20th September 2013
A Screen That Receives Images by Radio…
Focusing on Ivan Leonidov’s project for a ‘club of the new social type’ (1928-29), this presentation examines how architecture operates at the intersection of vision, sensation, and subjectivity. Born of the social and technological upheaval of the Soviet Union’s First Five-year Plan (1928-31), Leonidov’s project participated in the cultural revolution that this drive for industrialization entailed. While attending to the historical specificity of his work and its relationship to the Russian avant-garde, this presentation approaches Leonidov’s project from an oblique angle—one that captures its relevance for contemporary architectural thought. It will follow Leonidov into discourses and practices that are far from those usually considered in relation to Soviet constructivist architecture. It will describe how his work brings the procedures of photomontage, documentary photography, radio transmission, and television to bear on architecture – how his work gives us an anticipatory formulation of the effects in spatial organization of hearing-at-a-distance, seeing-at-a-distance, and other technological extensions of perception.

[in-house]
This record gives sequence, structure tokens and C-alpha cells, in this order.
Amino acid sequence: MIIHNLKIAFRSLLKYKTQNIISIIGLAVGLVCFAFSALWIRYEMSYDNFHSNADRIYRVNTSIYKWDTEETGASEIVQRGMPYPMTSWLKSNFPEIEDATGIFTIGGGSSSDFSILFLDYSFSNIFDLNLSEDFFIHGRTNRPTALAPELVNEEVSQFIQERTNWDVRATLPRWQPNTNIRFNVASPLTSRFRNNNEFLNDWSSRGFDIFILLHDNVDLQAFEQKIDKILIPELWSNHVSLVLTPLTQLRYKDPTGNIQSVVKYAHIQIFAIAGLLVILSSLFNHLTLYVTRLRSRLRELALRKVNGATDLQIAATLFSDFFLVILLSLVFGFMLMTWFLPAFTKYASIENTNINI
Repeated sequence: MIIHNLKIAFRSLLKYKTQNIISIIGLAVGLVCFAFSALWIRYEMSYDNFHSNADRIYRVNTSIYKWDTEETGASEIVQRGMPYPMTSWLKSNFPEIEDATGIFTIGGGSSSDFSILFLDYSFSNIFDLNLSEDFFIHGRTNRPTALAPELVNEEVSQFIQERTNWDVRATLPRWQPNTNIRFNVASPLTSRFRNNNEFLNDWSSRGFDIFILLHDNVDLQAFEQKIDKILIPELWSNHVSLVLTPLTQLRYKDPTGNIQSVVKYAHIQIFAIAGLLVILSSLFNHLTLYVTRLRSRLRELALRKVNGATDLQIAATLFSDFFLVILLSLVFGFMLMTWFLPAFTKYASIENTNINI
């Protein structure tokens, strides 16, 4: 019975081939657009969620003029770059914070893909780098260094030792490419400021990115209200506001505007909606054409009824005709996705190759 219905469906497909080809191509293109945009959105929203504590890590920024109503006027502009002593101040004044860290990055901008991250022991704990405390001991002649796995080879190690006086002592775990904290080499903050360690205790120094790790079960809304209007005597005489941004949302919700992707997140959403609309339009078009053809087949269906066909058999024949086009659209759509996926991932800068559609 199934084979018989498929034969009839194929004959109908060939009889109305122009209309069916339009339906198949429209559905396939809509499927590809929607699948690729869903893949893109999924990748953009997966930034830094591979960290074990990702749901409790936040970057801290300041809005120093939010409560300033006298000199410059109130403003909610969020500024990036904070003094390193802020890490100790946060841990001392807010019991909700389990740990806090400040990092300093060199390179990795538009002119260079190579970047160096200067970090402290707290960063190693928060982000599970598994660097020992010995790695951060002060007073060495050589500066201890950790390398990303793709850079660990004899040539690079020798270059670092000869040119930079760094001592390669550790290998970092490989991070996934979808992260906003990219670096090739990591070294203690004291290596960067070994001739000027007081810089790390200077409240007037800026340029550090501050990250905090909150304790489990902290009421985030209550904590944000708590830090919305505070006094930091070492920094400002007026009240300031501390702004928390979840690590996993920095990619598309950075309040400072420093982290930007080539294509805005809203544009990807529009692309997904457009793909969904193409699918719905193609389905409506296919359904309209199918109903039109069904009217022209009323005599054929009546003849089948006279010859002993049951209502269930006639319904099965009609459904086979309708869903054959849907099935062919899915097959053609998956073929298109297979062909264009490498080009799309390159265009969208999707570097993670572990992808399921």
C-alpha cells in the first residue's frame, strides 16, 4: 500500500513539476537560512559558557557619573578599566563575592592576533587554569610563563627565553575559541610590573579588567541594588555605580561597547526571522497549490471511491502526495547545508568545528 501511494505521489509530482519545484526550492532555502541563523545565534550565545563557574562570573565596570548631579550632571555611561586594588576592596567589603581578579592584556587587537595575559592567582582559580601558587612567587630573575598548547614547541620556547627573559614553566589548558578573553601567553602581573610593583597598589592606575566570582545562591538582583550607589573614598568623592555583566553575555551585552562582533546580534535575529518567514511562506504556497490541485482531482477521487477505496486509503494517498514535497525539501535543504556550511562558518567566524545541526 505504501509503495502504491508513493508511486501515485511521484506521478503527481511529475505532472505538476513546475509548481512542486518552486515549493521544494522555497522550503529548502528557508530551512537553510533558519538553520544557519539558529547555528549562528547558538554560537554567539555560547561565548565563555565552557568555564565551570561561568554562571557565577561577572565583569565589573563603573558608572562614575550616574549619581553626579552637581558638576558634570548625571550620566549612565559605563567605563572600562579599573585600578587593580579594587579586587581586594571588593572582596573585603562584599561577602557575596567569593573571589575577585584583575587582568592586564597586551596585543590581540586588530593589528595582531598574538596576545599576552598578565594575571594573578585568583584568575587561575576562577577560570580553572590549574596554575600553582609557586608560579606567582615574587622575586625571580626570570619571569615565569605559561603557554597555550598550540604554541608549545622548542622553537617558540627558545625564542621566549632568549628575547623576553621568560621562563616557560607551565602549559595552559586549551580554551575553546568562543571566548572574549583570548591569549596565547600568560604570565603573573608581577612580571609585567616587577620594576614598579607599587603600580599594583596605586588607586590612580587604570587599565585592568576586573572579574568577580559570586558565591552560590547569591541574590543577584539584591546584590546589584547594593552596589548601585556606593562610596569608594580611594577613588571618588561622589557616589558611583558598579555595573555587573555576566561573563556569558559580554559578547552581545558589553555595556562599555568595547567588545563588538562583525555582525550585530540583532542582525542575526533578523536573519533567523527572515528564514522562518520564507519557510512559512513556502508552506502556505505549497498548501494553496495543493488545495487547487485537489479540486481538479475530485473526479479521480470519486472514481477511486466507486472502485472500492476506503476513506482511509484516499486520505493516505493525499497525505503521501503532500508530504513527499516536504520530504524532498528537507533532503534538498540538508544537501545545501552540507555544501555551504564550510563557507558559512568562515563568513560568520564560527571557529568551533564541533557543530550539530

Richard Anderson specializes in the history of modern and contemporary architecture in North America, Europe and Eurasia, with emphasis on German- and Russian-speaking regions. His research and teaching explore architecture’s relationship to modern media and modes of economic reasoning. He is currently Lecturer in Architectural History at the University of Edinburgh’s school of architecture and landscape architecture (ESALA).